Made with cotton candy vapor and a cardboard-tube neck, this cake is modeled after a real piece of lab equipment: a Florence flask. Experiment with serving it at the Mad Scientist's Blast Party.
Mix 10 drops of neon blue food coloring into 1 1/2 cups of white frosting. Spoon 1/4 cup of the blue frosting, all of the chocolate frosting, and 2 tablespoons of the white frosting into separate ziplock bags.
If needed, trim the flat sides of the cakes with a long serrated knife to make them level. Place one cake, round side down, on a serving platter, and spread 1/2 cup of white frosting on the top. Place the second cake on top of the first, rounded side up, so the scalloped edges on the cakes line up.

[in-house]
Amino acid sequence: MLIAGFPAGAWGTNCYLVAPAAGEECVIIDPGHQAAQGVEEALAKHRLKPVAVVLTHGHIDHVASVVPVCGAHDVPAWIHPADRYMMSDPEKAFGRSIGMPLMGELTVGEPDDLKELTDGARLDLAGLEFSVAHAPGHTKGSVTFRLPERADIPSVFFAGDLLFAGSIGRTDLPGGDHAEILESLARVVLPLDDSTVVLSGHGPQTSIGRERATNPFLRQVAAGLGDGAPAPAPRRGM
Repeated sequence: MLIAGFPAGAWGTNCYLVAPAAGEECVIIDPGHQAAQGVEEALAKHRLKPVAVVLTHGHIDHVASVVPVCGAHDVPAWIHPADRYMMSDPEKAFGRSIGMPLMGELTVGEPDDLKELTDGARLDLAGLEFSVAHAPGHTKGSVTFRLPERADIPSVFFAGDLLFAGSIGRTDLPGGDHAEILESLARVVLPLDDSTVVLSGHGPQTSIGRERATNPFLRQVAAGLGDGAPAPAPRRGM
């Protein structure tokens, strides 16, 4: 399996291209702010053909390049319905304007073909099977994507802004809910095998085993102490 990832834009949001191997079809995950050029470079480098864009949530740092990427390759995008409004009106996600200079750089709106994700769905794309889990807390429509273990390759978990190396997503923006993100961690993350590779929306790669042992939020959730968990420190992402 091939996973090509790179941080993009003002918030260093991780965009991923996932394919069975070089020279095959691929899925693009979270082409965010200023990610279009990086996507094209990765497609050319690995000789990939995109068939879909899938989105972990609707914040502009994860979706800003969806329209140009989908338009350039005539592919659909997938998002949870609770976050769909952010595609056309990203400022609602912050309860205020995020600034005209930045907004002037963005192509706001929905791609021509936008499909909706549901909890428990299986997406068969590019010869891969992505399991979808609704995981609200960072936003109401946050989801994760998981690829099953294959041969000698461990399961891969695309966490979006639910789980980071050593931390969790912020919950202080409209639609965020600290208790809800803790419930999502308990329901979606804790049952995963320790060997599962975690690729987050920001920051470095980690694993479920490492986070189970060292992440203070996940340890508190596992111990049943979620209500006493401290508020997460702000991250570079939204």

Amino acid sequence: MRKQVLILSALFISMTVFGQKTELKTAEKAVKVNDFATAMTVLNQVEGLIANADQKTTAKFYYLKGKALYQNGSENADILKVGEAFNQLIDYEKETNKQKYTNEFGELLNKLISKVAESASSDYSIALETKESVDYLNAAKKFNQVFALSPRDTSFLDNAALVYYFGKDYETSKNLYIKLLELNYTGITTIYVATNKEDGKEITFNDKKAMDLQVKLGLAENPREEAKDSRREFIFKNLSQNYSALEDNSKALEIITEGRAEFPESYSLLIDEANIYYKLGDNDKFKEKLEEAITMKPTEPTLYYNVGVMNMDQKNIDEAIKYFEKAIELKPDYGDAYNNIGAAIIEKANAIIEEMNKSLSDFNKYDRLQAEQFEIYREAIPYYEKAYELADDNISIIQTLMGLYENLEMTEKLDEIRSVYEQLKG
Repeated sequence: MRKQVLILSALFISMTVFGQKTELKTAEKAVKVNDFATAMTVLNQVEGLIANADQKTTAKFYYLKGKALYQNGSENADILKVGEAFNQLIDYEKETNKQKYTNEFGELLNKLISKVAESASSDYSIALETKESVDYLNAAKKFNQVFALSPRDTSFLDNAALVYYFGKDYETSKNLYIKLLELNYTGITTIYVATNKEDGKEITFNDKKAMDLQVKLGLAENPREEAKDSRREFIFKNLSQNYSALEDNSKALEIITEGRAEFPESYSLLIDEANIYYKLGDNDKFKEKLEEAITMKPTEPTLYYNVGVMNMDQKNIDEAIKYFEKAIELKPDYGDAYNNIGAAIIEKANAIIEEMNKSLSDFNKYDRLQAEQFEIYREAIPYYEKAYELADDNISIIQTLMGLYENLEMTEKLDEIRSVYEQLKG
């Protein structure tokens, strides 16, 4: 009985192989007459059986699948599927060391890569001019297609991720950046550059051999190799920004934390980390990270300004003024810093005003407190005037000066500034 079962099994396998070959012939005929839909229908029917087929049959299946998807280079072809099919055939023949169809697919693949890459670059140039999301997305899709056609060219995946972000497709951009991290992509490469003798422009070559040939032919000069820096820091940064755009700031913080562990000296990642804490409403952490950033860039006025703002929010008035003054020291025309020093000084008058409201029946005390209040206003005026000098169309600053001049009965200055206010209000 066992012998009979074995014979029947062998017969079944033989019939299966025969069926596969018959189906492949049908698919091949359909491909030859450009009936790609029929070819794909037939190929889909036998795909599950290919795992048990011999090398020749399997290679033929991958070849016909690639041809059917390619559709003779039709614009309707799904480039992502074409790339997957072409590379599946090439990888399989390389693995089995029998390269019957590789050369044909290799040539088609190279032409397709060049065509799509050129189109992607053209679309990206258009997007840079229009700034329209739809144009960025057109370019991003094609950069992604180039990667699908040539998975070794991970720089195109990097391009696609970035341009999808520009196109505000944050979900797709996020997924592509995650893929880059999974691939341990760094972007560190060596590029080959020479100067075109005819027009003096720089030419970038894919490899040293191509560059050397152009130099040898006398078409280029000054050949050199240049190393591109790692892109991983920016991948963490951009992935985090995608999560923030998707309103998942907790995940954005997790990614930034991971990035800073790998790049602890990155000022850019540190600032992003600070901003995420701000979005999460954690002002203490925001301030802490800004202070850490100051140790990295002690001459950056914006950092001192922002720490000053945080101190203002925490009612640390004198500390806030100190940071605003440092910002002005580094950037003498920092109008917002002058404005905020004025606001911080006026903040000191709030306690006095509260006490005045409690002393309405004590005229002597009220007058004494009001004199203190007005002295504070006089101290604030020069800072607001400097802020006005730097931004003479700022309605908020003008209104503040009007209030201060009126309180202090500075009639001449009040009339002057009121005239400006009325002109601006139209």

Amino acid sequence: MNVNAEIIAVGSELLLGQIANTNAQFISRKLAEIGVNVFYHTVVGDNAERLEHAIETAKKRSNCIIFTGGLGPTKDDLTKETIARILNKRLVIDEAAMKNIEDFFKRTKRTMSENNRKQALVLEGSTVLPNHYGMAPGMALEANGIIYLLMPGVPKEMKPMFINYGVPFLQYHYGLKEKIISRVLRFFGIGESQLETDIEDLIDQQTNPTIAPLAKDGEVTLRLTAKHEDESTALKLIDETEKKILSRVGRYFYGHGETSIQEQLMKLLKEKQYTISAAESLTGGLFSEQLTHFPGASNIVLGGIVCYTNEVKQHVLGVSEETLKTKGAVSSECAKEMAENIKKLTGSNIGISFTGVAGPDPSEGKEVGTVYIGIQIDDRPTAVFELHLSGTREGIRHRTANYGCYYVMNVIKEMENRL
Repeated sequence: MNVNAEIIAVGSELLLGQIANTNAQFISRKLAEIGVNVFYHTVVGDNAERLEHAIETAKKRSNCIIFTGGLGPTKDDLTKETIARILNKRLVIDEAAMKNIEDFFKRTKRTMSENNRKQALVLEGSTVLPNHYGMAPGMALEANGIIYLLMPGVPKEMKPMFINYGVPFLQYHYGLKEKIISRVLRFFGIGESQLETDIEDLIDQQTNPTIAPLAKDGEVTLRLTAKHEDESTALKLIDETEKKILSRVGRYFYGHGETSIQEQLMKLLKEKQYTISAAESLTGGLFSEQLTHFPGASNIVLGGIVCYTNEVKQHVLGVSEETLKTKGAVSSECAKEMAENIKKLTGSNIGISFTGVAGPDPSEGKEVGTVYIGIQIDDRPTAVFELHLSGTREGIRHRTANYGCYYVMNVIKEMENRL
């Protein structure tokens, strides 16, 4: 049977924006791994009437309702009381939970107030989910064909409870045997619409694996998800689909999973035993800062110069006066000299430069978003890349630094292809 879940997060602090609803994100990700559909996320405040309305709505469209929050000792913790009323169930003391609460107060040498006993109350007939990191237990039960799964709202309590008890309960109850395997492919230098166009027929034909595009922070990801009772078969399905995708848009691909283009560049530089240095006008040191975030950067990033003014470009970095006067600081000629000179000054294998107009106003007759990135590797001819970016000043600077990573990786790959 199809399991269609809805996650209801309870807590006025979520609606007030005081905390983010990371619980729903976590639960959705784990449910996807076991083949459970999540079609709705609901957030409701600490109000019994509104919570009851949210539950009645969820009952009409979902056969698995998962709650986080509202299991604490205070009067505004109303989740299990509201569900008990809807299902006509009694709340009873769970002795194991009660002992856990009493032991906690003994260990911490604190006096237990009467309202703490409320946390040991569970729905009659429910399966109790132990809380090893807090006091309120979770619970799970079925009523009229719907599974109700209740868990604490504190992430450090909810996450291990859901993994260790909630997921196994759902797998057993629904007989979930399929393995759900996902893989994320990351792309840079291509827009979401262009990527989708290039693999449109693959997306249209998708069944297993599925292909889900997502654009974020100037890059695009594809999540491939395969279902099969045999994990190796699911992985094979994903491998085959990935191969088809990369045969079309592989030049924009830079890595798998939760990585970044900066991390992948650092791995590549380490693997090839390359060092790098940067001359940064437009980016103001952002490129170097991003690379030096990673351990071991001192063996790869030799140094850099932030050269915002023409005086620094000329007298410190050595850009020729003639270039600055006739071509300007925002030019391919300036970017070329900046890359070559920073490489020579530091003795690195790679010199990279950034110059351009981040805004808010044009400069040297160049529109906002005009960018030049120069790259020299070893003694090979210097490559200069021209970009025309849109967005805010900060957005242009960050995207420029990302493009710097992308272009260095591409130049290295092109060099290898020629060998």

Wrap the cardboard tube with aluminum foil and secure the foil with tape. Insert the tube into the center of the cake.
Spread the remaining white frosting onto the top half of the cake and the tube, using a generous amount at the intersection of the tube and the cake so that it makes a nice curve. Use a small offset spatula to lightly smooth the sides.
Spread the remaining blue frosting around the bottom half of the cake as shown.
Snip small corners from the frosting-filled bags. Pipe on horizontal measurement lines, numbers, and bubbles, as shown. Use the remaining white frosting to pipe a lip around the opening of the tube.
Tuck a large tuft of cotton candy into the top of the tube. Use a wooden skewer or toothpick to tease it out. Serves 24.
Extra Credit Lab: This cool substitution will wow young scientists. Instead of the cardboard tube, use PVC pipe with an end cap at the bottom. Add dry ice and warm water to the pipe, and real vapor will cascade dramatically from the top of the flask.